The next frontier of reform: Just do it (right)

During the 2013 ASCD in conference in Chicago I was able to see one of my favorite speakers, Bryan Goodwin. Bryan, who was recently promoted to Chief Operating Officer of McREL and is a regular contributor to Education Leadership, discussed his take on the next frontier of reform.

Bryan began his presentation by asking a question about education reform… How well are we equipped with implementation? I could see his point because we often talk of ideas, espouse our theories, and pontificate on what is right… but do we know how to implement? Measure the implementation?

Knowing is not the same as doing

The objectives for his presentation were….

  • Identify common faulty assumptions about implementation
  • Provide you with new ways of thinking about implementation
  • Practical tips and guidance for better implementation

Bryan talked about some research that he conducted on the “Gold standards of studies” regarding programs to increase student achievement. The results were lackluster. What stood out to Bryan and his team was that the implementation had a significant impact on the the results. It left him with more questions then answers…

if we know better, why don’t we do better?

Bryan reviewed 5 implementation fallacies….

  • Truth shall set them free (When people know what to do, they will do it) -Professional Development doesn’t always work – Do people always automatically adopt new methods? He researched PD and found that just by telling people what to do (study the theory or demonstration or even practice) yields little in transferring the knowledge into the pedagogy  Yet, the research was clear that Peer Coaching has 95% transfer rate (Joyce & Showers,2002).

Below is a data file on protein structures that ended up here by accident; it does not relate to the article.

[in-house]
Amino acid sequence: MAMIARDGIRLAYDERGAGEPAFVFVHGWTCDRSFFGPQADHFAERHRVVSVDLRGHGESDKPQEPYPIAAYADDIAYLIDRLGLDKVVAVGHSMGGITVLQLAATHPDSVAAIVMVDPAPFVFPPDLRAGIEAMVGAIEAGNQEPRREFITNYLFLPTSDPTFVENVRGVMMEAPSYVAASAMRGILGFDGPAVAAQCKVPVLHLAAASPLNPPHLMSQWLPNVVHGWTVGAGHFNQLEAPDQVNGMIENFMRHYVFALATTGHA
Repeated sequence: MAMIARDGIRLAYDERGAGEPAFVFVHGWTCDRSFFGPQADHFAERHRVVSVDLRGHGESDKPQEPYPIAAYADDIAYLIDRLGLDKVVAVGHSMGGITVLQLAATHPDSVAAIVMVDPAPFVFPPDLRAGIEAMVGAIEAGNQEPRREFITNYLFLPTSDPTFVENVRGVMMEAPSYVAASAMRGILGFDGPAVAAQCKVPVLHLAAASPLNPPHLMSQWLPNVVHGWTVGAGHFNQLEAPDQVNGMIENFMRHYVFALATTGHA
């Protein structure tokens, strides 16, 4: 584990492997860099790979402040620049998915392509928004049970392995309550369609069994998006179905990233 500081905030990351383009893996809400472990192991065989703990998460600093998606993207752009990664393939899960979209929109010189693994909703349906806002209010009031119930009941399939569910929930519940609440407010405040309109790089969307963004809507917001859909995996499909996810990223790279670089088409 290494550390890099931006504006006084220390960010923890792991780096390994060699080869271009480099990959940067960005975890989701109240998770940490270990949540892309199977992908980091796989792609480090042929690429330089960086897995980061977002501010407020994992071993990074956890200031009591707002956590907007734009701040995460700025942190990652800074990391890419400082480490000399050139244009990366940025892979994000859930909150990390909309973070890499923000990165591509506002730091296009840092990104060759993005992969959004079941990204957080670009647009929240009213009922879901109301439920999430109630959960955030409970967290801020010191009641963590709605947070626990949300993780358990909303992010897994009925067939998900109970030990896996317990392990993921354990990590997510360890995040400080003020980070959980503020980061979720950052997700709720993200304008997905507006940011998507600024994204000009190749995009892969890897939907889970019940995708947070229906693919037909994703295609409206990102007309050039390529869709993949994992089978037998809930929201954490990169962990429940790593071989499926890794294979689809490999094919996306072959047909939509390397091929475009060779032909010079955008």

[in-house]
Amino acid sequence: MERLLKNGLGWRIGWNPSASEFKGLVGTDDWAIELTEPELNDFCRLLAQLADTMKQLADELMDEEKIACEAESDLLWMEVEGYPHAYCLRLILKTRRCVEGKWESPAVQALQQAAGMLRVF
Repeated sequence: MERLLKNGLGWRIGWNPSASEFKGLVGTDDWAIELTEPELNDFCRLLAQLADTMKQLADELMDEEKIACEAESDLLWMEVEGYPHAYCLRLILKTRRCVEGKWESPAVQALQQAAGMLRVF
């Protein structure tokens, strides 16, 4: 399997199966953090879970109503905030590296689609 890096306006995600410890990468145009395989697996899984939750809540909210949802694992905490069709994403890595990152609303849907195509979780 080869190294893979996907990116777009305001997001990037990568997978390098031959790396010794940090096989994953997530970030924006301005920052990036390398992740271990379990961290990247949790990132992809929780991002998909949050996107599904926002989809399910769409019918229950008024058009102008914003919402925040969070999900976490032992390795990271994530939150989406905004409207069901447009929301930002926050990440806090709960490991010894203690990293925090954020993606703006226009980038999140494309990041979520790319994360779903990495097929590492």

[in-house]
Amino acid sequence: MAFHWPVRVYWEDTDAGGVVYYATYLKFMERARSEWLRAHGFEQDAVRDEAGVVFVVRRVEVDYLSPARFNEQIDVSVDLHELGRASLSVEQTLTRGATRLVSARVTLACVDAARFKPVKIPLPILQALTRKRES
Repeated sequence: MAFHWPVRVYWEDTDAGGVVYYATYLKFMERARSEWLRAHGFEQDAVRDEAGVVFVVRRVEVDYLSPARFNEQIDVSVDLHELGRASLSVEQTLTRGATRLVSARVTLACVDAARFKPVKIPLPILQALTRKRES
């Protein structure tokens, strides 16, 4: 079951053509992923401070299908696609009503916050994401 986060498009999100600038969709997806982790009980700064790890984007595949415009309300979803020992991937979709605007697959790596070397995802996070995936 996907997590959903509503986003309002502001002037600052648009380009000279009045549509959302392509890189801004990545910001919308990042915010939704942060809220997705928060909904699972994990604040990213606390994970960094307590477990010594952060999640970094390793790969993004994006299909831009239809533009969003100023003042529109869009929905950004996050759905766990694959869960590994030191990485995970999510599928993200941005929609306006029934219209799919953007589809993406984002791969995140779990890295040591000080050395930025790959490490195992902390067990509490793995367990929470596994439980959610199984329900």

• Talk slower and lower (Fear, facts and force overcome resistance)  – Bryan asked us a simple questions… Would you change or die? How many people out of 10 would change or die? The research shows that only 1 would actually change their behavior. What makes us change? Seeing how the change is possible, experiencing success and emotional support.
  • Shock and awe (Doing more does more) –What does your school implementation plan look like? Bryan showed us a few slides of various school districts’ implementation plans for school improvement. We were all amazed at how long the list grew (and what was put in the list)…. I think one slide had 50 or more implementation strategies (more like ideas) for improving reading… How could you possible achieve all 50 plus ideas?
  • Running before walking (ignoring improvement progressions) –  What is your progression? Mourshead, M (2010) researched how the world’s most improved systems keep getting better. For instance, aviation success rate is 99.999%. Standard Operating Procedures(SOP) ensure that the progression is always followed… What are your SOPs for continuous classroom improvement?
  • Focusing on the what, not the who (ignoring culture) – So much reform, so little change. Who have beat the odds, and actually improved schools? According to Bryan, the schools who have turned themselves around have somethings in common… Each has a culture of high expectations for learning and behavior. What is the secret sauce of improvement?  Culture is the secret sauce of school implementation!

Bryan then transitioned into discussing how implementation can be achieved…. He recommended that we read Start With Why by Simon Sinek.


No one buys what you do, they buy why you do it

Here are some suggestions Bryan offered us on implementation..

  • Focus – Do a few things well.
  • Challenge, engage, be intentional and motivational
  • Develop data-driven “high-reliability” systems
  • Create high-performance school cultures
  • Provide whole-child student supports
  • Seek quick wins with a 6 week cycle
  • Don’t do the Forrest Gump for learning (Box of Chocolates)

As I processed the presentation with my colleagues, our curriculum coach said, “We need to stop resting our laurels on excuses, and shift our mindset into a “can do” culture. This is how we can improve our implementation!”

For more information:

Bryan Goodwin on Twitter

Education Leadership 




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